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Journal of NeuroEngineering and Rehabilitation

Open Access

Spatio-temporal parameters and intralimb coordination patterns describing hemiparetic locomotion at controlled speed

Journal of NeuroEngineering and Rehabilitation201310:53

https://doi.org/10.1186/1743-0003-10-53

Received: 14 May 2012

Accepted: 6 June 2013

Published: 12 June 2013

Abstract

Background

Comparison between healthy and hemiparetic gait is usually carried out while subjects walk overground at preferred speed. This generates bias due to the lack of uniformity across selected speeds because they reflect the great variability of the functional level of post-stroke patients. This study aimed at examining coordinative adaptations during walking in response to unilateral brain damage, while homologous participants walked at two fixed speeds.

Methods

Five patients with left and five with right chronic hemiparesis, characterized by similar level of motor functioning, were enrolled. Ten non-disabled volunteers were recruited as matched control group. Spatio-temporal parameters, and intralimb thigh-leg and leg-foot coordination patterns were used to compare groups while walking on a treadmill at 0.4 and 0.6 m/s. The likelihood of Continuous Relative Phase patterns between healthy and hemiparetic subjects was evaluated by means of the root mean square of the difference and the cross correlation coefficient. The effects of the group (i.e., healthy vs. hemiparetics), side (i.e., affected vs.unaffected), and speed (e.g., slow vs. fast) were analyzed on all metrics using the Analysis of Variance.

Results

Spatio-temporal parameters of all hemiparetic subjects did not significantly differ from those of healthy subjects nor showed any asymmetry between affected and unaffected limbs. Conversely, both thigh-leg and foot-leg coordination patterns appeared to account for pathology related modifications.

Conclusion

Comparisons between hemiparetic and healthy gait should be carried out when all participants are asked to seek the same suitable dynamic equilibrium led by the same external (i.e., the speed) and internal (i.e., severity of the pathology) conditions. In this respect, biomechanical adaptations reflecting the pathology can be better highlighted by coordinative patterns of coupled segments within each limb than by the spatio-temporal parameters. Accordingly, a deep analysis of the intralimb coordination may be helpful for clinicians while designing therapeutic treatments.

Keywords

Hemiparetic gaitFixed speedsSpatio-temporal parameters, Intralimb coordination, Stroke

Background

Compensatory strategies adopted by post-stroke patients to increase stability and efficiency of locomotion have been widely described in literature by spatio-temporal parameters, kinematic, and kinetic measures referring to walking both overground [13] and on treadmill [4, 5]. On the whole, the gait of post-stroke patients is mainly characterized by reduced speed, stride length, and cadence, decreased angular excursions at leg joints, increased energetic cost, and asymmetry in kinematic and kinetic variables [3]. Furthermore, a recent study highlighted that post-stroke patients walk with different patterns between treadmill and overground and, in particular, the treadmill enhances the asymmetry between affected and unaffected limbs, decreases the self-selected speed and the step length, and increases stance and double support percentages [6].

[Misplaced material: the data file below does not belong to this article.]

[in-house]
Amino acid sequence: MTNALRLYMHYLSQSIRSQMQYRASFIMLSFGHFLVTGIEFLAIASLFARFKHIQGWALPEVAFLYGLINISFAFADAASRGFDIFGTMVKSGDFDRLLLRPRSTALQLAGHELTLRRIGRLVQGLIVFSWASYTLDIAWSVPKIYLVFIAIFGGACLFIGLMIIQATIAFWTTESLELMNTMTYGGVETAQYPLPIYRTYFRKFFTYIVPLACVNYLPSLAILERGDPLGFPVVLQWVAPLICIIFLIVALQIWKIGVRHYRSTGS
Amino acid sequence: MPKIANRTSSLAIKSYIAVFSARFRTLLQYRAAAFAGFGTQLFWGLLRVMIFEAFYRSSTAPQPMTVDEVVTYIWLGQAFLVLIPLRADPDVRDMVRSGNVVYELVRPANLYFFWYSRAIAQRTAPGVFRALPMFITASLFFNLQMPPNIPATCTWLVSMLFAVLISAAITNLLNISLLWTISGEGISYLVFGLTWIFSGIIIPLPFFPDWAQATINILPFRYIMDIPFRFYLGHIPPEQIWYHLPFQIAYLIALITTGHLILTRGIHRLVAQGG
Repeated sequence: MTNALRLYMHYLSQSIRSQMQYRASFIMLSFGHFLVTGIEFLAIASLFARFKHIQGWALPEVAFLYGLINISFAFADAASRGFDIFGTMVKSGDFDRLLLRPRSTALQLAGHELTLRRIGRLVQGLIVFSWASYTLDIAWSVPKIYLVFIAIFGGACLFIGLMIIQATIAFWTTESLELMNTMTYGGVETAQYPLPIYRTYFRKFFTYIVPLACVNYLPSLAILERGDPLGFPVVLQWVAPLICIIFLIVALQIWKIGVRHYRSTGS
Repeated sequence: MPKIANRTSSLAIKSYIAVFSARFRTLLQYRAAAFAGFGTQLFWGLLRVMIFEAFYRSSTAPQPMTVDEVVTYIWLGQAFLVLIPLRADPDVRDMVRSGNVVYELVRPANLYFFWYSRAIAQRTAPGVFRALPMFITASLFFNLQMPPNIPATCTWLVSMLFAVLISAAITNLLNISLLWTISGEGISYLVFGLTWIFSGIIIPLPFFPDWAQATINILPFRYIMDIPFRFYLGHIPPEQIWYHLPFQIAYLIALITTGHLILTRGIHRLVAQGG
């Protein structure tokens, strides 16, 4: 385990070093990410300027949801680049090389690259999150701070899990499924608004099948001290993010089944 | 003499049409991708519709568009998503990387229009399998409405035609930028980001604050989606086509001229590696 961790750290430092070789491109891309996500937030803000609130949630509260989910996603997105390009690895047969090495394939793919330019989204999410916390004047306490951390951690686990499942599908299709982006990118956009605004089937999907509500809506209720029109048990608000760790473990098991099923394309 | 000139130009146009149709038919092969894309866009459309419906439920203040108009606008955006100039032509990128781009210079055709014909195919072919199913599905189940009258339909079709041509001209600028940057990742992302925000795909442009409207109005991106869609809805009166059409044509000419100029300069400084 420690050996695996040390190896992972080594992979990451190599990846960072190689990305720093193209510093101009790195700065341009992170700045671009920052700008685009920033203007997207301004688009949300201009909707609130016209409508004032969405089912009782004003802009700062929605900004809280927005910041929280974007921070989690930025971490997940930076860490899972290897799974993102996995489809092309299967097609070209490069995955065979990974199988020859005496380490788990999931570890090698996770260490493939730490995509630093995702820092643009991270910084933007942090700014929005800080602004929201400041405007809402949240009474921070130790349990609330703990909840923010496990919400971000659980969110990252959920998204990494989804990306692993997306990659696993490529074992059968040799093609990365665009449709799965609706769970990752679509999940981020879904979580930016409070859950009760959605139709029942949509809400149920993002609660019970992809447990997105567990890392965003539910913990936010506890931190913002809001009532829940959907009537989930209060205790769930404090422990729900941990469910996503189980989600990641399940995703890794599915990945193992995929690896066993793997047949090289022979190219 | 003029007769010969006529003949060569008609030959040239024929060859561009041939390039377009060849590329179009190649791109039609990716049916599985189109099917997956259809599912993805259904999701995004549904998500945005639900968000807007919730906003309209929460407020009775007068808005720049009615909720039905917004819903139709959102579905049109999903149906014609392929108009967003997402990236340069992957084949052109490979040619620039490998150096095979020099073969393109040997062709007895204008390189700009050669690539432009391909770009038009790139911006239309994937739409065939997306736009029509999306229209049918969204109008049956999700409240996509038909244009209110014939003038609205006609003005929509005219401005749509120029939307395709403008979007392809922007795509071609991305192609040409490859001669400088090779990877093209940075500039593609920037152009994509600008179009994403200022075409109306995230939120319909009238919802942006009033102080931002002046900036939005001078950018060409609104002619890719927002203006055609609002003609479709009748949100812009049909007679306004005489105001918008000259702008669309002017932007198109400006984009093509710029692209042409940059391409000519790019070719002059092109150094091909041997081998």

A cerebrovascular accident has been also shown to significantly modify the coordinative relationship of segments within (i.e., intralimb coordination) and between (i.e., interlimb coordination) lower limbs [79]. Specifically, previous authors have noticed that the intralimb coordinative patterns of chronic hemiparetics walking overground at their preferred speed can be characterized by asymmetry between unaffected and affected sides [7], and that the botulinum toxin injections into the rectus femoris of the paretic side can improve the thigh-leg coordination patterns of both limbs [8]. In addition, it was observed that the increase in speed positively influences the interlimb coordination of both arm and lower limb movements of acute patients undergoing intense rehabilitative treatments [9].

One of the common features of all mentioned studies [4, 69] is that participants were asked to walk at their self selected speeds, that is – as acknowledged by some authors [3, 4, 10] – the walking speed was not uniform across subjects, basically due to the inherent variability related to the cerebrovascular accident (i.e., different clinical picture, rehabilitative training, neuromuscular adaptation across patients).

Actually, previous authors have already highlighted the importance of considering gait metrics in relation to the walking speed when attempting to classify gait abnormality [11, 12]. This is because the velocity can be viewed as a control parameter of the dynamic system that, when scaled, involves changes of coordination even within the gait of walking alone [7, 13]. Furthermore, in a previous study, Monaco and colleagues [14] demonstrated that the gait analysis, when carried out at controlled and comparable speed, can better pinpoint features between young and elderly healthy subjects than the comparison at self-selected pace.